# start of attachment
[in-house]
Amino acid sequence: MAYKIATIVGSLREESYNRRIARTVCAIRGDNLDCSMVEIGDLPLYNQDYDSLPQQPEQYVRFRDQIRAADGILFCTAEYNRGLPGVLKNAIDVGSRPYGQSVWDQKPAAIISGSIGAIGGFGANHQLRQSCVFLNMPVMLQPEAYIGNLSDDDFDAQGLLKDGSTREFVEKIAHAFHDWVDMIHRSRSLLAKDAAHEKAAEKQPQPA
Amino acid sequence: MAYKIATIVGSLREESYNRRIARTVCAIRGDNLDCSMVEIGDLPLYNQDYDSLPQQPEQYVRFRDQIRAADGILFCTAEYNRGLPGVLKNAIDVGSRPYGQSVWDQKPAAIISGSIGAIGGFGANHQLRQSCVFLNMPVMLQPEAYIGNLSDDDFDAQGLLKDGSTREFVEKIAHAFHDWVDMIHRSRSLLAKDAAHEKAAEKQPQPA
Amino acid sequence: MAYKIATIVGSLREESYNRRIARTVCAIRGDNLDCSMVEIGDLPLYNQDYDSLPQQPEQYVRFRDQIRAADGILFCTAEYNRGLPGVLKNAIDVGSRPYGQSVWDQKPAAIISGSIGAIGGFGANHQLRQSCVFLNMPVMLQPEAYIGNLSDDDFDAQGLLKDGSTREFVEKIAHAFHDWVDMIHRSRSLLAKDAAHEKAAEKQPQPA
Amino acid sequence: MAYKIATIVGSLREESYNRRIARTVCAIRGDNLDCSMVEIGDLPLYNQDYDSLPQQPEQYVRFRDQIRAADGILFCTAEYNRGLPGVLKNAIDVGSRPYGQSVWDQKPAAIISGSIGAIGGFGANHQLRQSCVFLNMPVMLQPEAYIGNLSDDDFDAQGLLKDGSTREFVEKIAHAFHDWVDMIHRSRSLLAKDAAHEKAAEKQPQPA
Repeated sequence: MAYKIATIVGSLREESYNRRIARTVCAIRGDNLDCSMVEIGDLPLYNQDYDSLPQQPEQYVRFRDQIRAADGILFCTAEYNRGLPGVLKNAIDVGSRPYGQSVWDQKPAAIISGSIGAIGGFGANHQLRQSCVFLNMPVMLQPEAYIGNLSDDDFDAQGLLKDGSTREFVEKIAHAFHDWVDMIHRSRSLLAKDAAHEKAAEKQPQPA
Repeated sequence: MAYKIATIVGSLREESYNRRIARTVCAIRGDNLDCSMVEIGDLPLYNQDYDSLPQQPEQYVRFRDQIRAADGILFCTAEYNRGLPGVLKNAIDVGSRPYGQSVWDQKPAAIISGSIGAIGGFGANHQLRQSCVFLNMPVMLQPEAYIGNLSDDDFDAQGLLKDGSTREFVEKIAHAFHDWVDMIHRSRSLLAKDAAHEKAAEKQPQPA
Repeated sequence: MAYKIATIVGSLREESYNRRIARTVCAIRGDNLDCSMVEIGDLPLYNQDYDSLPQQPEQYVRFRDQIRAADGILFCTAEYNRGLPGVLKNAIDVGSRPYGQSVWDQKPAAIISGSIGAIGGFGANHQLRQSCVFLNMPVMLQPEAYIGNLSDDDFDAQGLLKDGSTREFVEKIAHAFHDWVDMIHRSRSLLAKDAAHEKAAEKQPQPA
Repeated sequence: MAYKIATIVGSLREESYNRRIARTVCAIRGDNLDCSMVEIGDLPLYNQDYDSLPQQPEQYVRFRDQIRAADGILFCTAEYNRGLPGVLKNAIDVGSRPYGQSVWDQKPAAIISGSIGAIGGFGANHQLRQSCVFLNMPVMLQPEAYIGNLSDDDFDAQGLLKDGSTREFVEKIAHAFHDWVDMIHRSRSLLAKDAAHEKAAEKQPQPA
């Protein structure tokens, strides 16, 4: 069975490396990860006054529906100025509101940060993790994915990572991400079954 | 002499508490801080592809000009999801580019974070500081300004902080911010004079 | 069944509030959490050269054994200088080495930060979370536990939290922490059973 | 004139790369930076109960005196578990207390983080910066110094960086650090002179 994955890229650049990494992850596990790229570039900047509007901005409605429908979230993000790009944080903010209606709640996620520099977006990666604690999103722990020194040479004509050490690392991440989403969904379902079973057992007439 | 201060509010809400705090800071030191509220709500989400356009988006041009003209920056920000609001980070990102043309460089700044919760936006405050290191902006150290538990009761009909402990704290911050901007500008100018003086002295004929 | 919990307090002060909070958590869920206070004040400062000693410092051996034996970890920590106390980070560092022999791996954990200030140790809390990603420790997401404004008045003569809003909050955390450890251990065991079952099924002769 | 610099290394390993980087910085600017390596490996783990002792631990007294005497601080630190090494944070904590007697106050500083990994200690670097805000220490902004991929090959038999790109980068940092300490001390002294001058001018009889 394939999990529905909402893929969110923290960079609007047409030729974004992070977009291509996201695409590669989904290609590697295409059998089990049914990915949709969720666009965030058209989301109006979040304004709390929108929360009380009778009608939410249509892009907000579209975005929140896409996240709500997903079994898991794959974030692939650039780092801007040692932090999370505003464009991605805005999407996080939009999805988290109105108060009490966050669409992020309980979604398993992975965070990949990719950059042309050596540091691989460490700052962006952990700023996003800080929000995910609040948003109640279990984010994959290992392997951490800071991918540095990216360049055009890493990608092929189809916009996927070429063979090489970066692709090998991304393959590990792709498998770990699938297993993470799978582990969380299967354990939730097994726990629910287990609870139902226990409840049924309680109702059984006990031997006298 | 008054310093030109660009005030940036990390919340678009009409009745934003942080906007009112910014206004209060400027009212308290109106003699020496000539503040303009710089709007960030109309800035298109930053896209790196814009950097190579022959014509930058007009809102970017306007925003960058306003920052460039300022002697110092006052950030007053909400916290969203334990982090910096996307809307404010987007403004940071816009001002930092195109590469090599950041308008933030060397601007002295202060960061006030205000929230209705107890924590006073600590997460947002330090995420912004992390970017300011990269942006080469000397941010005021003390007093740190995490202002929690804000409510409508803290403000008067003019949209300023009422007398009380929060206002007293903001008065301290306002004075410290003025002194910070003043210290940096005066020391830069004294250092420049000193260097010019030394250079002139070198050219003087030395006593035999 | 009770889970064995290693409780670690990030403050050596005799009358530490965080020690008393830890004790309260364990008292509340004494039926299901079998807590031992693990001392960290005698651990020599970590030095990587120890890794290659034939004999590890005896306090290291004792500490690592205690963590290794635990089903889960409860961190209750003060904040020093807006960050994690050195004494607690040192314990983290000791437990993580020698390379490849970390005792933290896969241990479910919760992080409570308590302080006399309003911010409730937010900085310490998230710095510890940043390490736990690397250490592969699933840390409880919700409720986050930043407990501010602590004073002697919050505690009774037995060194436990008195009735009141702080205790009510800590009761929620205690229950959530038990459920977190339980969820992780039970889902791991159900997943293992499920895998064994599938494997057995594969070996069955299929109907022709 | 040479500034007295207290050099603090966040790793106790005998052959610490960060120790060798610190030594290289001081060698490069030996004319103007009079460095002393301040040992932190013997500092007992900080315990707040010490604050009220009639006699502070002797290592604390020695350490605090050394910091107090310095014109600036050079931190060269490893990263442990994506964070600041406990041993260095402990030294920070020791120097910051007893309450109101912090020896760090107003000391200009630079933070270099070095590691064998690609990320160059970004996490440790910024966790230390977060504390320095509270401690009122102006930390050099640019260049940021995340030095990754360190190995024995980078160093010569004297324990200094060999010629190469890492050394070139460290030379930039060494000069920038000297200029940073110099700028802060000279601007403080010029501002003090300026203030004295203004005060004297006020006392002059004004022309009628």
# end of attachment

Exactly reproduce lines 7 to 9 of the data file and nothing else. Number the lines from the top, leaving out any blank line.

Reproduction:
Repeated sequence: MAYKIATIVGSLREESYNRRIARTVCAIRGDNLDCSMVEIGDLPLYNQDYDSLPQQPEQYVRFRDQIRAADGILFCTAEYNRGLPGVLKNAIDVGSRPYGQSVWDQKPAAIISGSIGAIGGFGANHQLRQSCVFLNMPVMLQPEAYIGNLSDDDFDAQGLLKDGSTREFVEKIAHAFHDWVDMIHRSRSLLAKDAAHEKAAEKQPQPA
Repeated sequence: MAYKIATIVGSLREESYNRRIARTVCAIRGDNLDCSMVEIGDLPLYNQDYDSLPQQPEQYVRFRDQIRAADGILFCTAEYNRGLPGVLKNAIDVGSRPYGQSVWDQKPAAIISGSIGAIGGFGANHQLRQSCVFLNMPVMLQPEAYIGNLSDDDFDAQGLLKDGSTREFVEKIAHAFHDWVDMIHRSRSLLAKDAAHEKAAEKQPQPA
Repeated sequence: MAYKIATIVGSLREESYNRRIARTVCAIRGDNLDCSMVEIGDLPLYNQDYDSLPQQPEQYVRFRDQIRAADGILFCTAEYNRGLPGVLKNAIDVGSRPYGQSVWDQKPAAIISGSIGAIGGFGANHQLRQSCVFLNMPVMLQPEAYIGNLSDDDFDAQGLLKDGSTREFVEKIAHAFHDWVDMIHRSRSLLAKDAAHEKAAEKQPQPA